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The Art of Cannulation

The following blog is written by Dr Kate van Berkel, a medical intern at Peninsula Health.

“So how long have you been a doctor for?” Andy* asks, as I re-wash my hands and prepare to don a new set of sterile gloves. He needs a drip inserted so that he can have a CT scan, and so far I have tried to insert it twice with no success.

“About 2 months,” I say. “I’m freshly minted.”

My answer to this frequently asked question always feels unsatisfactory. Especially when the patient enquiring is watching me struggle with their procedure.

“I bet it feels like longer, though!” he jokes. He’s right.

The two months I’ve spent working as a doctor have felt incredibly long and incredibly short at the same time. I have often felt out of my depth, stressed, and overwhelmed. Sometimes what may seem like simple, every day requests will take me ages to complete as they are new to me, and I need to double and triple check medication doses, fluid orders, and blood tests to ensure my patient is well looked after. There have been many late nights catching up on paperwork, many phone calls to senior staff to ask for help, and many missed cannulas like Andy’s.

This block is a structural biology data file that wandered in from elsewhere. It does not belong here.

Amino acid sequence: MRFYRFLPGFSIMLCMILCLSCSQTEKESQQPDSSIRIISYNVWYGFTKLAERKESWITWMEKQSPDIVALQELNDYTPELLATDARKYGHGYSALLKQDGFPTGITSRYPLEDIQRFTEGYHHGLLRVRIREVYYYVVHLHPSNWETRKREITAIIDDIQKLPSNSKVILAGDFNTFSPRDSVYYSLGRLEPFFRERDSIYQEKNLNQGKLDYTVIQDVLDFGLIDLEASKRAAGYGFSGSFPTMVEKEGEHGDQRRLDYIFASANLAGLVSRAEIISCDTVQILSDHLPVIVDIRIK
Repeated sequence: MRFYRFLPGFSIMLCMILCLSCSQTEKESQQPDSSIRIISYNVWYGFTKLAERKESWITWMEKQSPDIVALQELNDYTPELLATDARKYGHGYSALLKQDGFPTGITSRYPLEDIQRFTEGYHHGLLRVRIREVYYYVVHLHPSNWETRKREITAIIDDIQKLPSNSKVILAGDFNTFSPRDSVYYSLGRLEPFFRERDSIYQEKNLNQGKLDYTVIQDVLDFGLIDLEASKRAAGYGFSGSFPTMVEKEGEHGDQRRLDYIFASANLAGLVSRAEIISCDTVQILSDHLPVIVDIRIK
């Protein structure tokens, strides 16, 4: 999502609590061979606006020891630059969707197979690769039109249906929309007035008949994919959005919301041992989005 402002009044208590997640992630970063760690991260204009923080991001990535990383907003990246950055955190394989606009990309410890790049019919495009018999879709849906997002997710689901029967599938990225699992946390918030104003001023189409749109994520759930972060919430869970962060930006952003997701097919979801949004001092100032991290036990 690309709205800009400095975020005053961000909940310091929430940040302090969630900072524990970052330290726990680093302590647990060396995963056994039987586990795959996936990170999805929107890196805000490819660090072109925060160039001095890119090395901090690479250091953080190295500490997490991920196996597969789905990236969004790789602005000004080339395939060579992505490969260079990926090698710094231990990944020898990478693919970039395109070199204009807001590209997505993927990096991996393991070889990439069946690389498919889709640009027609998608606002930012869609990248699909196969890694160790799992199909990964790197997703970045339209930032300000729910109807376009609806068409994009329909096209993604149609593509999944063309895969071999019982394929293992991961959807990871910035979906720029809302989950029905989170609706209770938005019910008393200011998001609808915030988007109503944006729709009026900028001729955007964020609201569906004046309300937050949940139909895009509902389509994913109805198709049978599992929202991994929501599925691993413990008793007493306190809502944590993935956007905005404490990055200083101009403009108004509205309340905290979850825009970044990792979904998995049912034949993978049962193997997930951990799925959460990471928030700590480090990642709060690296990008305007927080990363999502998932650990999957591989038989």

But in these two months of inexperience and trepidation I have also had an absolute blast. I have been supported by senior medical staff, and expertly guided by my nursing, pharmacy, and allied health colleagues. The positive, team environment on the ward in which I work has helped foster my confidence and contributed to tremendous growth in my clinical capabilities. Slowly, but surely, I am becoming more comfortable making clinical decisions, and the ‘simple’ requests are becoming more simple. I love this job, and while it is often still scary and demanding I have already learnt so much, and I look forward to learning from my colleagues and my patients for the rest of my medical life.

“Okay, one more sharp scratch, Andy” I warn, needle in hand.

“I have faith in you, doc!” Andy encourages. Thanks to these past two months, I have faith in me, too.

With a swift motion, the needle is in. I draw back on my syringe to check the drip placement, hoping beyond hope that I’ve nailed it this time.

The blood flows. The drip flushes.

Success.

 

Dr Kate van Berkel